NDP says it will vote against Ontario's budget

Andrea Horwath's comments suggest an imminent election

TORONTO – The stage has been set for a June election in Ontario after NDP Leader Andrea Horwath announced she has lost confidence in Premier Kathleen Wynne and the province’s minority Liberal government.

Horwath said she can’t continue to prop up a government that has been the focus of scandal after scandal and her party will vote against Thursday’s budget.

“I cannot in good conscience support a government that people don’t trust anymore,” she said Friday.

“This budget is not a solid plan for the future. It’s a mad dash to escape the scandals by promising the moon and the stars.”

The Liberals haven’t kept the promises they made to the NDP in last year’s budget, so she can’t trust them to keep the 70 new promises made in this year’s spending plan, Horwath said.

She said the scandals surrounding the costly cancellation of two gas plants, the Ornge air ambulance service and potentially unsafe girders that were installed on a parkway in Windsor proved too much for her caucus.

The Progressive Conservatives vowed to vote against the budget even before they saw it, and Horwath said the NDP will join them to defeat the fiscal plan on a confidence vote.

However, Wynne could decide not to wait for the budget votes — there will actually be two — and ask Lt.-Gov. David Onley to dissolve the legislature and call an election.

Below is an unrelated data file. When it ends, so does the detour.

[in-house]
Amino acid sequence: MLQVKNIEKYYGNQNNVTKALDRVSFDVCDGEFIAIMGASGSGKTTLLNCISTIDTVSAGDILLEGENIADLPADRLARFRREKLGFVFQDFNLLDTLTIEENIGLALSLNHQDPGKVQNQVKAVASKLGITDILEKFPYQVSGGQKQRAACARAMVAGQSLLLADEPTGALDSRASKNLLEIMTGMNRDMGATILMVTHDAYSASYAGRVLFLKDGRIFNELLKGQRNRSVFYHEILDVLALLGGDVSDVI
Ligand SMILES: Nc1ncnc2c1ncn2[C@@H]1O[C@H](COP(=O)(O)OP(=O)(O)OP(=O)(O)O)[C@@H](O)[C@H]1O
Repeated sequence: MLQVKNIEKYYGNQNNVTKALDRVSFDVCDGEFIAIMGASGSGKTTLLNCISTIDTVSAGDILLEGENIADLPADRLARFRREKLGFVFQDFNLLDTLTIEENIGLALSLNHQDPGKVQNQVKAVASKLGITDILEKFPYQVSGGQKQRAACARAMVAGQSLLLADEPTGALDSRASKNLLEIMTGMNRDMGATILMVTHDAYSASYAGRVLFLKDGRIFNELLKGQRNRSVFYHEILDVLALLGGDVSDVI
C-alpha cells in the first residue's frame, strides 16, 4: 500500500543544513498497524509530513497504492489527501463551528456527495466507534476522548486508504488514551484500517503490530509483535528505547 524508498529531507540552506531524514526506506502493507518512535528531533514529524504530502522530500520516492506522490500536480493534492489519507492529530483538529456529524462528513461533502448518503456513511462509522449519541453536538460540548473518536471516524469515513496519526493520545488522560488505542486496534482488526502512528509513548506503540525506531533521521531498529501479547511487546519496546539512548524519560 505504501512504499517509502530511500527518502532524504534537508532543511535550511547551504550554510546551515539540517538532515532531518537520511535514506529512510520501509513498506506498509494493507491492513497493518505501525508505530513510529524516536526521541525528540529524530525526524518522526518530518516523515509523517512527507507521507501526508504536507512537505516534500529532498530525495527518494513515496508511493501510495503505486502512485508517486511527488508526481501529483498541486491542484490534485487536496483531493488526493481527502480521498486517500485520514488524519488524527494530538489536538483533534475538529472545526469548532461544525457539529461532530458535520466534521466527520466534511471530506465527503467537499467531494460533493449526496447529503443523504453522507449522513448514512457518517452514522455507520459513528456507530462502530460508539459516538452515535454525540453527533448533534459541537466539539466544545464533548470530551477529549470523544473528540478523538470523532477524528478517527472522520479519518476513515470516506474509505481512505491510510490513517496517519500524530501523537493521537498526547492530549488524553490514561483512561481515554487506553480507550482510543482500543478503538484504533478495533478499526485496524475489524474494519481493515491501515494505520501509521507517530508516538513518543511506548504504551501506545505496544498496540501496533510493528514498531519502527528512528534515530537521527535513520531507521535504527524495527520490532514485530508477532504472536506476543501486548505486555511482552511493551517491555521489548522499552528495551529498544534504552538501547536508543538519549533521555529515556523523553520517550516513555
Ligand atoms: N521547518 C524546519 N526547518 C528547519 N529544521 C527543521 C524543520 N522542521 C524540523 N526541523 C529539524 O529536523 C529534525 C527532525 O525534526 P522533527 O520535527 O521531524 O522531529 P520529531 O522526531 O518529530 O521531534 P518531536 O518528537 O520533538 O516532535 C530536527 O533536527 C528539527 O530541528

Wynne said she will make an announcement later this afternoon on whether the Liberals will drop the writ immediately, or whether they will force a vote on the budget in the legislature.

“I’m disappointed that (Horwath) wouldn’t have a meeting with me. I think there’s a lot in this budget that needs to be implemented in this province,” she told Belleville radio station CJBQ.

“But I’ve said all along … if we didn’t have a partner in the legislature, then we would take this budget to the people of the province, and we will do that.”

The New Democrats propped up the Liberals in the last two budgets, but negotiated major changes in each including a tax on incomes over $500,000 and a 15 per cent average cut in auto insurance premiums.

Several large labour groups, including the Unifor union and the Ontario Federation of Labour, urged the NDP to pass the budget and avoid an election, but public sector unions complained the fiscal plan puts jobs at risk.

The Ontario Public Service Employees Union — which has been in a tough labour fight with the Liberals — said they support Horwath’s call to go to the polls.

Despite the left-leaning goodies in the budget, such as a proposed Ontario pension plan, the Liberals can’t be trusted, said OPSEU president Warren “Smokey” Thomas.

There needs to be an election, even if it runs the risk of producing a right-wing Progressive Conservative government that “hates unions” and will tear down the province’s public services, he said.

Thomas said he won’t tell his members how to vote, but he believes some will support the NDP while others will vote Liberals.